### December 2, 2018

I have arrived in Montréal to attend the NeurIPS (formerly known as NIPS) conference. I was welcome with rain, which this is a good thing as far as I am concerned!. Tutorials are starting tomorrow; after that we have three days of the main conference and then two days of workshops. My group is presening three papers accepted to the main conference (paper SEGA, ASBFGS and SSCD) and one paper accepted to a workshop.

I am using the conference Whova app; feel free to get in touch! I am leaving on Thursday evening, so catch me before then... I've posted a few job openings we have at KAUST through the app: internships in my lab (apply by sending me your cv and transcript of university grades), postdoc and research scientist positions (apply by sending a cv + motivation letter), and machine learning faculty positions at all ranks (women and junior applicants are particularly encouraged to apply).

### November 30, 2018

New paper out: "New convergence aspects of stochastic gradient algorithms" - joint work with Lam M. Nguyen, Phuong Ha Nguyen, Katya Scheinberg, Martin Takáč, and Marten van Dijk.

Abstract: The classical convergence analysis of SGD is carried out under the assumption that the norm of the stochastic gradient is uniformly bounded. While this might hold for some loss functions, it is violated for cases where the objective function is strongly convex. In Bottou et al. (2016), a new analysis of convergence of SGD is performed under the assumption that stochastic gradients are bounded with respect to the true gradient norm. We show that for stochastic problems arising in machine learning such bound always holds; and we also propose an alternative convergence analysis of SGD with diminishing learning rate regime, which results in more relaxed conditions than those in Bottou et al. (2016). We then move on the asynchronous parallel setting, and prove convergence of Hogwild! algorithm in the same regime in the case of diminished learning rate. It is well-known that SGD converges if a sequence of learning rates {ηt} satisfies t=0ηt and t=0η2t<. We show the convergence of SGD for strongly convex objective function without using bounded gradient assumption when {ηt} is a diminishing sequence and t=0ηt. In other words, we extend the current state-of-the-art class of learning rates satisfying the convergence of SGD.

### November 28, 2018

Nicolas Loizou is on the job market; he will get is PhD in 2019. He is looking for research positions in academia (Assistant Prof / postdoc) and industry (Research Scientist). Nicolas will be at NeurIPS next week, presenting his work on privacy-preserving randomized gossip algorithms in the PPML workshop. At the moment, Nicolas is interning at Facebook AI Research (FAIR), where he has done some great work on decentralized training of deep learning models, and on accelerated decentralized gossip communication protocols.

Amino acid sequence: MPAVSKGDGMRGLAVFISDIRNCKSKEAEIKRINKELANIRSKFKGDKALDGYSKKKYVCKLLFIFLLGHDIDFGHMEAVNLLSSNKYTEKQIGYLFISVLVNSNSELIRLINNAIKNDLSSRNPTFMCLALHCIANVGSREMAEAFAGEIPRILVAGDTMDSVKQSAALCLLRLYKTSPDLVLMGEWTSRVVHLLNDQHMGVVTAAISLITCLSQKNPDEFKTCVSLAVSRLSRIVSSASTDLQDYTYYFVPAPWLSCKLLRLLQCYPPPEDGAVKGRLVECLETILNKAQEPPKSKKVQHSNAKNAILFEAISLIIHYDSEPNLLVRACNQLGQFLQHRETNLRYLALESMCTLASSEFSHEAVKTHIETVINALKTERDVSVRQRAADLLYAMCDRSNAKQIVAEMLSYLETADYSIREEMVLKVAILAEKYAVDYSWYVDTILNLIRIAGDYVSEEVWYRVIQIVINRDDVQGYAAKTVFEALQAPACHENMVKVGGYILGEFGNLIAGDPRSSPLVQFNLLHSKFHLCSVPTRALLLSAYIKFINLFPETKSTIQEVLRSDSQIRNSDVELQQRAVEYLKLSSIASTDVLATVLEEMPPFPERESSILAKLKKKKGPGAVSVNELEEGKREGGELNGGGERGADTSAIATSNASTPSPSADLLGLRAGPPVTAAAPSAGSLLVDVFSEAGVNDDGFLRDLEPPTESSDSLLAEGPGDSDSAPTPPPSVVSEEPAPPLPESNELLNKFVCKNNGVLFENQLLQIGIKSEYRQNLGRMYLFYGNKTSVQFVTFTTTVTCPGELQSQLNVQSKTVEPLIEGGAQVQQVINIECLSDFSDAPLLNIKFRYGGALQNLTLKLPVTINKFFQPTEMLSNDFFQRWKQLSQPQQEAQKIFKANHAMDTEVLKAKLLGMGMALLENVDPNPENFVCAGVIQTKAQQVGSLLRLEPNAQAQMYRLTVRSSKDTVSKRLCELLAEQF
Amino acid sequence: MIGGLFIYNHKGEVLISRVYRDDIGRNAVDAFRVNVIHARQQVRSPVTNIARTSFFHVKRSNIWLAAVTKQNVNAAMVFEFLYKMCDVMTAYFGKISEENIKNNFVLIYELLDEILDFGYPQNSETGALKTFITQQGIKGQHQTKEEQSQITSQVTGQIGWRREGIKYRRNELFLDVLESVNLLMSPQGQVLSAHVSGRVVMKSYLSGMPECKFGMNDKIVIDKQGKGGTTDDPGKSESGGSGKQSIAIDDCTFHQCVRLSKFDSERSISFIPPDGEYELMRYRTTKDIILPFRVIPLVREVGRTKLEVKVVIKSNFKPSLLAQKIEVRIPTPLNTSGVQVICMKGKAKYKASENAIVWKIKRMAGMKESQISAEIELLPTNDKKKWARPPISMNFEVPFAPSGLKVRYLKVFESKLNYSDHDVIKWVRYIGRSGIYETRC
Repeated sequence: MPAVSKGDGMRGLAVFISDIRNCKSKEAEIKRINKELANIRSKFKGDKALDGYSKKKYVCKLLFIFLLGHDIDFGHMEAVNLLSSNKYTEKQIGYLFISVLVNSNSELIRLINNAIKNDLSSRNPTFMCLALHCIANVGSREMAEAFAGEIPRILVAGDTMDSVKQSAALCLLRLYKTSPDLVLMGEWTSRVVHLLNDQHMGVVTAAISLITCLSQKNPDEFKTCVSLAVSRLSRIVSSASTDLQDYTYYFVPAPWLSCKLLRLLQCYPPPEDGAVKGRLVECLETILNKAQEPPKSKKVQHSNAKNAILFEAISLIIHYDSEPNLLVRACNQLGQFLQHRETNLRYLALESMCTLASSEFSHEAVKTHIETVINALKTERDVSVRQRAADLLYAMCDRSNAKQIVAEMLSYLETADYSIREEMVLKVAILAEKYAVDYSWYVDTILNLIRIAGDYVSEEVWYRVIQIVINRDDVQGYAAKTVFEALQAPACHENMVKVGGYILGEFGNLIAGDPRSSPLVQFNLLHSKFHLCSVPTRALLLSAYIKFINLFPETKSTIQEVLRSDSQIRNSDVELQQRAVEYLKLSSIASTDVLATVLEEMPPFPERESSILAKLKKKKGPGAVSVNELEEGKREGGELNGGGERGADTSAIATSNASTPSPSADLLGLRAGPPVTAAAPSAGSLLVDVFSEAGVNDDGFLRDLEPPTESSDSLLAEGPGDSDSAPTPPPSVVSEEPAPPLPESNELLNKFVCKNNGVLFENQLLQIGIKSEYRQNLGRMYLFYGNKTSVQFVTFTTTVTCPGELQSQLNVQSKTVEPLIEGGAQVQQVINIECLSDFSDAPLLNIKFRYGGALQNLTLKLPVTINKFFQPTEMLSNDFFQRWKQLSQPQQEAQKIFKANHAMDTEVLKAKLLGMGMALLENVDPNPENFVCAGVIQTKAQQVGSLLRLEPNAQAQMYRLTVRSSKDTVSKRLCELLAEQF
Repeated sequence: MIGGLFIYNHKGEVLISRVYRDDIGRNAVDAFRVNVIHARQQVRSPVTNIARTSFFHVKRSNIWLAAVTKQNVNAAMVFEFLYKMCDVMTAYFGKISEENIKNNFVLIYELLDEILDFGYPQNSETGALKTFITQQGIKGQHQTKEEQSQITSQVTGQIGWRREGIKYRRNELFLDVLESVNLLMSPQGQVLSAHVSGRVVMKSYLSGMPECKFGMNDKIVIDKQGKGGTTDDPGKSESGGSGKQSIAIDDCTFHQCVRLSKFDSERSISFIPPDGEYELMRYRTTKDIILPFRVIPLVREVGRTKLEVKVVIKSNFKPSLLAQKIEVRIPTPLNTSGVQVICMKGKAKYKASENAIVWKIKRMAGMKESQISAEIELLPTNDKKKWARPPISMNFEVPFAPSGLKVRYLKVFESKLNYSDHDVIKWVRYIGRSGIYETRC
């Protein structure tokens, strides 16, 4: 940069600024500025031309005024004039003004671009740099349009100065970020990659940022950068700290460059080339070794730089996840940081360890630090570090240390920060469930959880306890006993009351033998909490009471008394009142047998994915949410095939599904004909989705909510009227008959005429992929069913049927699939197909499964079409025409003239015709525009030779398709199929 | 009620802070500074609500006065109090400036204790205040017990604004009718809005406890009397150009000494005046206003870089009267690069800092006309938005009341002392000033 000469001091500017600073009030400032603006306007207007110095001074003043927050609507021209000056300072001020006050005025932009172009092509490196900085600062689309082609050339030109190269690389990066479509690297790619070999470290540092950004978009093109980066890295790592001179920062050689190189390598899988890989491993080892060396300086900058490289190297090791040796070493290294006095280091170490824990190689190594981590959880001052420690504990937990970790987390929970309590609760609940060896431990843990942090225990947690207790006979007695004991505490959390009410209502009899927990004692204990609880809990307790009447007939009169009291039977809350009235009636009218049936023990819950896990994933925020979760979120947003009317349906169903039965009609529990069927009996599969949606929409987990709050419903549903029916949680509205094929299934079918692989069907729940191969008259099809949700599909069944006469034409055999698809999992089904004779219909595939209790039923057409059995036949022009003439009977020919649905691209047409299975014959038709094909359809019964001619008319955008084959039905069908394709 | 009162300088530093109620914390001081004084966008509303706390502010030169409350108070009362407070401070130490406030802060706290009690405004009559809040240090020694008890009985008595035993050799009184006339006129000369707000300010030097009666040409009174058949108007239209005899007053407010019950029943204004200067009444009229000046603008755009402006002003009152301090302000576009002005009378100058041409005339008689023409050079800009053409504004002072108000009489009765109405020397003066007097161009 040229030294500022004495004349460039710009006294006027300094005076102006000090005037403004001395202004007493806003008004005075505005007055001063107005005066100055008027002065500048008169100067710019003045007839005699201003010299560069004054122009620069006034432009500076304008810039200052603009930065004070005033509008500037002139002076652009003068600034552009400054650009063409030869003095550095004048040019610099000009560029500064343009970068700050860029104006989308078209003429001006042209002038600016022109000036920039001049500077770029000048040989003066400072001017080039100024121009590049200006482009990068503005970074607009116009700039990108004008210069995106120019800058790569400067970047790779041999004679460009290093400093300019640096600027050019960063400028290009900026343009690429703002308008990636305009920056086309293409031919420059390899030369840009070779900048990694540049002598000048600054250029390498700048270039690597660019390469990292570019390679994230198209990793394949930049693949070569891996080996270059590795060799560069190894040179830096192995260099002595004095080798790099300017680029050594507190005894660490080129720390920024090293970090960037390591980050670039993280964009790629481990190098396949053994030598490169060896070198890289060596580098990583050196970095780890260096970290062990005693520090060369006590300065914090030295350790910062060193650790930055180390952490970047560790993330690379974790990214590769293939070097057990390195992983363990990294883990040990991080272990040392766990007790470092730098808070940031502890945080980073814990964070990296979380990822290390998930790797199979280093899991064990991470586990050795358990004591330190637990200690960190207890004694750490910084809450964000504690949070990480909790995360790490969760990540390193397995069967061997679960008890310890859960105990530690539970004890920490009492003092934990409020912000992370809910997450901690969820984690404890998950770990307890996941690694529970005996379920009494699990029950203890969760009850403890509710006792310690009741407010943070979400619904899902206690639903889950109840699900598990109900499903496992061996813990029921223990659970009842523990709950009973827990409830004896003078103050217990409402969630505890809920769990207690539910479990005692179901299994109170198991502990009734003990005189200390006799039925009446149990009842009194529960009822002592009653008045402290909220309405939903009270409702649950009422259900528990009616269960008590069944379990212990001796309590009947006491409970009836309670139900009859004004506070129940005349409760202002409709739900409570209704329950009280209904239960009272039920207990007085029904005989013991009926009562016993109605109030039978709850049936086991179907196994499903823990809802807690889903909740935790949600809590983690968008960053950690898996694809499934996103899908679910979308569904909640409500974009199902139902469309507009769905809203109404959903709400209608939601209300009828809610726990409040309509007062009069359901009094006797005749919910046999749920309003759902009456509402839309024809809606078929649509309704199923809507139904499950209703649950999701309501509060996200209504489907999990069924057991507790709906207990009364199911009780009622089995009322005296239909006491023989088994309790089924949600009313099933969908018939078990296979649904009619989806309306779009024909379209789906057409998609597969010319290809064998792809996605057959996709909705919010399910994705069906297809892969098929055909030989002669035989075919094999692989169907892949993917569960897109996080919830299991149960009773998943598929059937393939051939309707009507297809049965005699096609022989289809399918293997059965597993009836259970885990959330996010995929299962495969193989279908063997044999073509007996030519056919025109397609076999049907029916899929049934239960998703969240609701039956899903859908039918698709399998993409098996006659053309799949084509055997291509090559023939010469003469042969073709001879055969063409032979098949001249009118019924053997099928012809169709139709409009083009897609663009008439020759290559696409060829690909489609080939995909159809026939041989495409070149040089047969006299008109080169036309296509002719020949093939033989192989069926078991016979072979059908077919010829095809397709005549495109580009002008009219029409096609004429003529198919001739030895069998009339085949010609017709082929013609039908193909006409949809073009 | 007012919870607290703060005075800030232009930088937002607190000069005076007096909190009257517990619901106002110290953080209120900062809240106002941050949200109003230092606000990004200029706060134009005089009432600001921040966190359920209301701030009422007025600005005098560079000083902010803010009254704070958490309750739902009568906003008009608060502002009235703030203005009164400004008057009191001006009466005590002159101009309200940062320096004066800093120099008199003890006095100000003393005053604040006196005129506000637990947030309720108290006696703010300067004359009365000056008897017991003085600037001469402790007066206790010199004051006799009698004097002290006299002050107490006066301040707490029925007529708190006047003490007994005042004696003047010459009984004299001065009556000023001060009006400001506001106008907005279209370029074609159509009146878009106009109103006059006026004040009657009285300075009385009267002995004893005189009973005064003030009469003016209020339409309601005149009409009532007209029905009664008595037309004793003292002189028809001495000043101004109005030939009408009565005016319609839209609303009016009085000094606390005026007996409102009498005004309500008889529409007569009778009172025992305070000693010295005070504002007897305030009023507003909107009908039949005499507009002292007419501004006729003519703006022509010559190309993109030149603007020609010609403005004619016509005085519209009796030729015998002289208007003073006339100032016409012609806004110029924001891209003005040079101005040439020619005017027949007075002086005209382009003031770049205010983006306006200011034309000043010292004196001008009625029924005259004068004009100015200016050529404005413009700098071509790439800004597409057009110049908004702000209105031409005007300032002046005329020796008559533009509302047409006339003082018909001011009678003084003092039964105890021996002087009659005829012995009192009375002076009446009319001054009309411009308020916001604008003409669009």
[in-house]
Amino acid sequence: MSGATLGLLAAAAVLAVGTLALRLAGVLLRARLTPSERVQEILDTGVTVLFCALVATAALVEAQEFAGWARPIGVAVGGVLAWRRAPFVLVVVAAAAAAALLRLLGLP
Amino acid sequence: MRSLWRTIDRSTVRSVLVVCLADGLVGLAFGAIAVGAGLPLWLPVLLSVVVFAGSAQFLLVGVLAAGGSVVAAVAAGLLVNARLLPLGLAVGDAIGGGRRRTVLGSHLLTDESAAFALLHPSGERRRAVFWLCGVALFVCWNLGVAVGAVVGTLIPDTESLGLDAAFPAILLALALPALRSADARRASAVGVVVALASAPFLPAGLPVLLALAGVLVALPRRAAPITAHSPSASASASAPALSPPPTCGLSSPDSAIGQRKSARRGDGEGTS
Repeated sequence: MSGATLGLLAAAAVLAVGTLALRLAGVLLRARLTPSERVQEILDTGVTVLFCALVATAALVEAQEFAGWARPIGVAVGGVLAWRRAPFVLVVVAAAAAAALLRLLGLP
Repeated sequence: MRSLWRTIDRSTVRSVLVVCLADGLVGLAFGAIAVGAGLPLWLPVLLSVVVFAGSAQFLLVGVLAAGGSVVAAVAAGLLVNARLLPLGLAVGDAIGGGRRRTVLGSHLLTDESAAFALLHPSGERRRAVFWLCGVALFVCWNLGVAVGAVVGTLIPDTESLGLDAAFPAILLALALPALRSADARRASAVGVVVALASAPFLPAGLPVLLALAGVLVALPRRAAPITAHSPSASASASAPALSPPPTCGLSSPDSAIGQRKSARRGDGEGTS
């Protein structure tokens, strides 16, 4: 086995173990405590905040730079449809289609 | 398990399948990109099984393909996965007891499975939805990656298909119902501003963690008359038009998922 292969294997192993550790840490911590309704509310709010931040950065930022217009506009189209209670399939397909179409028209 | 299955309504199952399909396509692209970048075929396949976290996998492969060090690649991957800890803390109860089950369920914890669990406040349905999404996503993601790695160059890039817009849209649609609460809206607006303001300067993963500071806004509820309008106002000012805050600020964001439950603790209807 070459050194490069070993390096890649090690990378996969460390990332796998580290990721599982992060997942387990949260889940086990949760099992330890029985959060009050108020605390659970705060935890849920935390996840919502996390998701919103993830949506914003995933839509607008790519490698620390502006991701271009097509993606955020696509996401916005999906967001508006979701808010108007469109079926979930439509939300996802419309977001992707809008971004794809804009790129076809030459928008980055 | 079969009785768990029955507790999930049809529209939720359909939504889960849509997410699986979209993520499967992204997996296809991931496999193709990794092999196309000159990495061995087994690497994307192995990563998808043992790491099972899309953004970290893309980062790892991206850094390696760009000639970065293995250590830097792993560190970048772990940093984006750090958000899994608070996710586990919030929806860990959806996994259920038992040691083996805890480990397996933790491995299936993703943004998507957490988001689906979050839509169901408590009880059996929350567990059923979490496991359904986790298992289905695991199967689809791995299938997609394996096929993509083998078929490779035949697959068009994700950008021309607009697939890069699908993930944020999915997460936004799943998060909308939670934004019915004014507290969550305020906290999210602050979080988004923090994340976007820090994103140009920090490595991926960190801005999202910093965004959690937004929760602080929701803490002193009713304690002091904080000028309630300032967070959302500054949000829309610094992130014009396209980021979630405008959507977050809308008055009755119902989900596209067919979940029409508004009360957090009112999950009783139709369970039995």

### November 22, 2018

Here are the posters of our papers accepted to this year's NeurIPS:

[paper on arXiv]

[paper on arXiv]

[paper on arXiv]

The poster for our Privacy Preserving Machine Learning NeurIPS workshop paper was not finalized yet. I will include a link here once it is ready. Update (November 28): The poster is now ready:

[full-length paper on arXiv]

### November 18, 2018

Xun QIAN just joined my group at KAUST as a postdoc. He has a PhD in Mathematics (August 2017) from Hong Kong Baptist University. His PhD thesis is on "Continuous methods for convex programming and convex semidefinite programming" (pdf), supervised by Li-Zhi Liao.

Some of Xun's papers:

H. W. Yue, Li-Zhi Liao, and Xun Qian. Two interior point continuous trajectory models for convex quadratic programming with bound constraints, to appear in Pacific Journal on Optimization

Xun Qian, Li-Zhi Liao, Jie Sun and Hong Zhu. The convergent generalized central paths for linearly constrained convex programming, SIAM Journal on Optimization 28(2):1183-1204, 2018

Xun Qian and Li-Zhi Liao. Analysis of the primal affine scaling continuous trajectory for convex programming, Pacific Journal on Optimization 14(2):261-272, 2018

Xun Qian and Li-Zhi Liao and Jie Sun. Analysis of some interior point continuous trajectories for convex programming, Optimization 66(4):589-608, 2017

### November 16, 2018

Nicolas Loizou is giving a talk today at Mila, University of Montréal. He is speaking about "Momentum and Stochastic Momentum for Stochastic Gradient, Newton, Proximal Point and Subspace Descent Methods".

### November 13, 2018

Nicolas Loizou is giving a talk today in the Mathematics in Machine Learning Seminar at McGill University. He is speaking about "Momentum and Stochastic Momentum for Stochastic Gradient, Newton, Proximal Point and Subspace Descent Methods", joint work with me.

### November 12, 2018

Today I am giving a talk at the Statistics and Data Science Workshop held here at KAUST. I am speaking about the JacSketch paper. Here is a YouTube video of the same talk, one I gave in September at the Simons Institute.

### November 4, 2018

A paper accepted to IEEE Winter Conference on Applications of Computer Vision (WACV 2019)

The paper "Online and batch incremental video background estimation", joint work with Aritra Dutta, has just been accepted to the WACV 2019. The conference will take place during January 7-January 11, 2019 in Honolulu, Hawaii.

### November 4, 2018

I am back from annual leave.

### November 3, 2018

A paper accepted to NIPS Workshop on Privacy-Preserving Machine Learning (PPML18)